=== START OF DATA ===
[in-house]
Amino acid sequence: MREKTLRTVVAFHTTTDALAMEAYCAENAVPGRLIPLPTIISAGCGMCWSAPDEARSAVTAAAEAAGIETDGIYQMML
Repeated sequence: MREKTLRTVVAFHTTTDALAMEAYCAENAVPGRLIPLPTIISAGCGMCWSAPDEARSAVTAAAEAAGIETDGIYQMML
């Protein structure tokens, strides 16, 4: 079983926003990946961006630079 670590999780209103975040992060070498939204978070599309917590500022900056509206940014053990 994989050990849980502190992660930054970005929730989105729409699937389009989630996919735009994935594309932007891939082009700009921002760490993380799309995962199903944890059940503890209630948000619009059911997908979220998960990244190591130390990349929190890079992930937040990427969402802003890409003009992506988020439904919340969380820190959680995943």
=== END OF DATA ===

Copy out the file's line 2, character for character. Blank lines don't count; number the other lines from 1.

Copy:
Amino acid sequence: MREKTLRTVVAFHTTTDALAMEAYCAENAVPGRLIPLPTIISAGCGMCWSAPDEARSAVTAAAEAAGIETDGIYQMML